When I was younger, I would have described a good leader as “in charge,” “having a plan,” “giving direction,” and “disciplined.” I felt sure I was quite a good leader—as my family and friends will tell you, I am quite good at having a plan and giving other people things to do!
It turns out, though, that as I’ve aged my definition changed substantially. Here are some leadership characteristics that I have grown to value:
· A leader takes initiative and recruits others. Many people become leaders unintentionally by identifying a problem or project that no one else seems to be addressing. When a leader sees this kind of void in leadership, she or he steps up to fill it and starts taking action, even if it’s hard or uncomfortable. Often, this involves recruiting others to join in the cause. Rarely does one person have all the skills and connections to finish a project or address a problem themselves—it usually requires a team to achieve a goal. A talented leader can help gather that team and harness their work.
· A leader provides a framework and goals. The best leaders provide a structure that values the skills and the time of their teammates. Good leaders communicate to set expectations, provide benchmarks, and help the group get to know each other. By setting measurable goals, the team has something to aim towards, and they feel their time and input is valued. A leader does not always need to create the framework and goals unilaterally, but suggesting these structures where they are otherwise lacking is valuable.
· A leader listens and facilitates. By definition, a leader has a lot of power. When you are seen as the leader of the group, it’s easy to use your power to emphasize your own ideas. I find that the best leaders don’t start a conversation by sharing their solutions—they step back and let their teammates share. They help to facilitate the conversation by explaining the project, setting a goal, summarizing ideas, and trying to draw the team to consensus. Sometimes, it helps to mentally keep track of who has spoken, to be sure that everyone is given the opportunity to share. Leaders certainly share their own ideas, but their goal should always to find the best outcome regardless of the source.
· A leader recognizes teammates’ contributions. To become a leader in your group, think about how you can enable others. Talk with other members of the group, and get a sense for their interests and personalities. What skills do they have? How can they contribute to the goal? Try to work together to find things they’re excited about taking on, rather than just assigning them tasks. And celebrate successes! For example, if you notice a teammate who doesn’t typically speak up offer a good suggestion, consider writing him a note afterwards, or just saying in the moment, “That was a great idea!” Don’t be afraid to be silly or over the top in your recognition of individual or team achievements.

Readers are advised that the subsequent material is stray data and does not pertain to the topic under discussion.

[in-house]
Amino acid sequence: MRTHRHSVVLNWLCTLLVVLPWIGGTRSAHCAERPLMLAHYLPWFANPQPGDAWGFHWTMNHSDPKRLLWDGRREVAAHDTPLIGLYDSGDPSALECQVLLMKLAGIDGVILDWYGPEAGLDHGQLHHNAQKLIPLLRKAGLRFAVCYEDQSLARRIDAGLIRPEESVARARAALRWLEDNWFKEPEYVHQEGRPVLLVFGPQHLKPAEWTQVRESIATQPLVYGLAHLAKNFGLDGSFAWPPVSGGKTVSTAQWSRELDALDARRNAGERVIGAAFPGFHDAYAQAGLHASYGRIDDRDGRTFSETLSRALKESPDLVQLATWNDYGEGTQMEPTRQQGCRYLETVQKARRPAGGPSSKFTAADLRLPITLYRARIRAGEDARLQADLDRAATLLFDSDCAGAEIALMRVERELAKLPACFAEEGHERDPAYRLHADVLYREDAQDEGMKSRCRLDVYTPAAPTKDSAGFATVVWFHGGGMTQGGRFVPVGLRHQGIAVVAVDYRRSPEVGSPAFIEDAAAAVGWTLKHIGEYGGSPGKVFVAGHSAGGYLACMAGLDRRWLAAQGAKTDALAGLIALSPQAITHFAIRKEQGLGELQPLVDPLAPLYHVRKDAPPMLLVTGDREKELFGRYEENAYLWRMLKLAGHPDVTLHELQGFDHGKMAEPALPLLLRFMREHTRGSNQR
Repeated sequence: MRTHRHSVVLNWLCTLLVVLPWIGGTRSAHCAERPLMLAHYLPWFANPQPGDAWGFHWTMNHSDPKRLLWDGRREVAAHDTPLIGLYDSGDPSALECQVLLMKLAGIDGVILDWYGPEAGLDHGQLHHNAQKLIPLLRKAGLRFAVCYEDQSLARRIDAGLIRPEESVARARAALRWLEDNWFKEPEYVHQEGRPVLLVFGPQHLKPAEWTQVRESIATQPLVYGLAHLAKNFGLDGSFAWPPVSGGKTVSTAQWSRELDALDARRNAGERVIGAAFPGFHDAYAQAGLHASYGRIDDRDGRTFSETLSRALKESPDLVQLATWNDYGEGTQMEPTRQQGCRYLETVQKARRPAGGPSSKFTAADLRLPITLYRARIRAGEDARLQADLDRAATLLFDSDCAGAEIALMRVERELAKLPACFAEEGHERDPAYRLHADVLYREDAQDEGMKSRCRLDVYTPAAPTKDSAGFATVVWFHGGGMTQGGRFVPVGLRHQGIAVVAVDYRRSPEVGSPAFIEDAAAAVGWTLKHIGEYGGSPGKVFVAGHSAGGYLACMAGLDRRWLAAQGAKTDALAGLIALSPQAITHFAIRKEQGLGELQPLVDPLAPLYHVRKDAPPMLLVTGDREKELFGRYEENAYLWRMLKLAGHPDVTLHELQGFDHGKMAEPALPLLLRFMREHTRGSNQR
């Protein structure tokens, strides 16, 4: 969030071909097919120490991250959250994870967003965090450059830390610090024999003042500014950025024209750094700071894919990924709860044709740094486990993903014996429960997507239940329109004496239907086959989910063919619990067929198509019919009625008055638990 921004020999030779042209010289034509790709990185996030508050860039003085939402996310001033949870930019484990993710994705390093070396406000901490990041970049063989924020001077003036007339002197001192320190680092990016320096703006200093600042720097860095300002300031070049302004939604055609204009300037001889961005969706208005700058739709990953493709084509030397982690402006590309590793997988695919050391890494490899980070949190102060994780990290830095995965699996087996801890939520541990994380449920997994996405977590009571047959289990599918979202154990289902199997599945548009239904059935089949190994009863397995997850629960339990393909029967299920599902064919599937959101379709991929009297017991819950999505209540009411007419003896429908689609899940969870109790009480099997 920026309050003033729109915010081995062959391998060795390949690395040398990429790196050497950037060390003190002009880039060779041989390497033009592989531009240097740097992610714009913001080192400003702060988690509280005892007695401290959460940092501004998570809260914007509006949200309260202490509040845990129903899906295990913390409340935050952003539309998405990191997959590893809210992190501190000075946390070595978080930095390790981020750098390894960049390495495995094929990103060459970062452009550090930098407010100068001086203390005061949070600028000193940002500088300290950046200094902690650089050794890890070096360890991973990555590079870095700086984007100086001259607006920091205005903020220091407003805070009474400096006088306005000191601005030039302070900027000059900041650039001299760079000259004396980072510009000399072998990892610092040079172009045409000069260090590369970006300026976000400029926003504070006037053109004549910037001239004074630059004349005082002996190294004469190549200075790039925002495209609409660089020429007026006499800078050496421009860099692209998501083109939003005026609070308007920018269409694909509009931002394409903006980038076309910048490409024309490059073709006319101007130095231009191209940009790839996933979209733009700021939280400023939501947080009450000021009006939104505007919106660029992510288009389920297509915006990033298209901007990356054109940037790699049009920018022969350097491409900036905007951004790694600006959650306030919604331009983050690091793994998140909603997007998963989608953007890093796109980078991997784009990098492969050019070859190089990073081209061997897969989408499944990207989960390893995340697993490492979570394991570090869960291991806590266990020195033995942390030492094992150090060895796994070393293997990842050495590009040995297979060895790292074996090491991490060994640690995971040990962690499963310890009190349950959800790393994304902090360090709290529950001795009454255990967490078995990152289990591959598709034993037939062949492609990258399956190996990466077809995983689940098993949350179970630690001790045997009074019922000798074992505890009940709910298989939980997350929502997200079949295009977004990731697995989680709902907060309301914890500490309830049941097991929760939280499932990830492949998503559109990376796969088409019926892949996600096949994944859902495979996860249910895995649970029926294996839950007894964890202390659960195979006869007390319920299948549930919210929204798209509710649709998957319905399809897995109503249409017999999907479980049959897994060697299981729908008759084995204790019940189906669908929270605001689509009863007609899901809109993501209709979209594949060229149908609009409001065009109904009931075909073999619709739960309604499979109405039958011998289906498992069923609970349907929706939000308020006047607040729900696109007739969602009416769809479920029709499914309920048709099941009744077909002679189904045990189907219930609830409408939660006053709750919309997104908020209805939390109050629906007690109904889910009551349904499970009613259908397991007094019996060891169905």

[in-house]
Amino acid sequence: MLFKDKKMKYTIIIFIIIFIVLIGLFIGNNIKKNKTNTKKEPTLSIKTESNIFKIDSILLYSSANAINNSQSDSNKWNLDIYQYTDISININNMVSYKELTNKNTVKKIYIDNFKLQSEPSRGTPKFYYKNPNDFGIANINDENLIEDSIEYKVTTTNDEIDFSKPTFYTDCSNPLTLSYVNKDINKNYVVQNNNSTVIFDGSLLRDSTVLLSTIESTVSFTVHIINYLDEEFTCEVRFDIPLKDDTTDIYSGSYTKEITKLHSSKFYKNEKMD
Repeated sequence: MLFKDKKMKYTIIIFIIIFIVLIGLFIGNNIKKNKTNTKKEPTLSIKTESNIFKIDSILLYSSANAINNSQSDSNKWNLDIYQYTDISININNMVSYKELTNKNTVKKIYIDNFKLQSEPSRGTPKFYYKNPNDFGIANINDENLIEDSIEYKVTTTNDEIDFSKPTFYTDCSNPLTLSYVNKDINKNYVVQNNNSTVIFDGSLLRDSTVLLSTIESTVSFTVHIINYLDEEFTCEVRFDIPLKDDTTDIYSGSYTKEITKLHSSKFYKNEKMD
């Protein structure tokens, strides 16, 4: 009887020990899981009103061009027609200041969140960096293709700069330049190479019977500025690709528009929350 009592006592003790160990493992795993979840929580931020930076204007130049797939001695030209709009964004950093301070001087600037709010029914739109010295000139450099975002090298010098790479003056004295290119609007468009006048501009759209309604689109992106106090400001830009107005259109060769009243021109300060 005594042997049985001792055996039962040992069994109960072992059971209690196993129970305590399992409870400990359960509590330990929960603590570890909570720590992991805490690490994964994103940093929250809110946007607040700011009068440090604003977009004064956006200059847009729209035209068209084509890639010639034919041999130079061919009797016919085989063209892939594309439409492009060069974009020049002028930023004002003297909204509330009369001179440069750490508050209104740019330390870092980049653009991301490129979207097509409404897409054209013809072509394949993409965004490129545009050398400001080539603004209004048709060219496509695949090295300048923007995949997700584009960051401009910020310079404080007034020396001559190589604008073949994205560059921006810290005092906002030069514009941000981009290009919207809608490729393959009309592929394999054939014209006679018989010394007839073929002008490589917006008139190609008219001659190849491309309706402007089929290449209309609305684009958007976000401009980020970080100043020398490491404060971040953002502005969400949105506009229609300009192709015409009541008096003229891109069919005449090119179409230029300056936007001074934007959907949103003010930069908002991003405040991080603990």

· A leader takes feedback well. I went to graduate school to study the creation of interactive games and experiences. One of the most important lessons from this experience was to take feedback well. During the in-process reviews, the professors gave feedback in front of the whole class. Frankly, the people who looked most small-minded and defensive were the people who argued with the feedback and tried to justify their approach. The ones who looked the most graceful and confident were those who listened politely and who said, “We’ll think about that. Thanks for your idea.” This is not to say that you always have to believe or do what people tell you, but that learning to listen attentively and thoughtfully to other people when they are suggesting improvements to your work is both hard and important.
· A leader chips in. There’s a poem I like called To Be Of Use by Marge Piercy. She says, “I want to be with people who submerge /in the task, who go into the fields to harvest /and work in a row and pass the bags along, / who are not parlor generals and field deserters / but move in a common rhythm / when the food must come in or the fire be put out.” A leader is the first to volunteer and is not afraid of the jobs that no one else will do.
· A leader is fun! and the important and related A leader is not afraid to look silly. There’s an episode of This American Life where Ira Glass interviews Cole Lindbergh, a 20 year old leader of the games division of an amusement park. Cole motivates hundreds of teenagers who work for him by creating competition brackets, writing motivational songs, and directing music videos with his employees. Winning employees get to throw him in the lake! Needless to say, they love him. Check it out: http://www.thisamericanlife.org/radio-archives/episode/443/amusement-park
To be honest, I have probably grown to value these qualities most in a leader because many of them do not come naturally to me. It’s important for leaders to know their own strengths and weaknesses, and to value diversity in approach from other leaders. As a leader, don’t forget to ask yourself, “How can I improve?” and “How can we do this better?” The best leaders I know are constantly learning, growing, and changing the ways they lead.
Kelsey is an organizer of diverse people in creative endeavors. At work, she is an Interactive Project Manager with Cortina Productions, creating games and touch-screen experiences for museums that excite people about learning. Elsewhere, she enjoys travel, coding, theater, and trying new foods. It should also be noted that she makes a mean chess pie.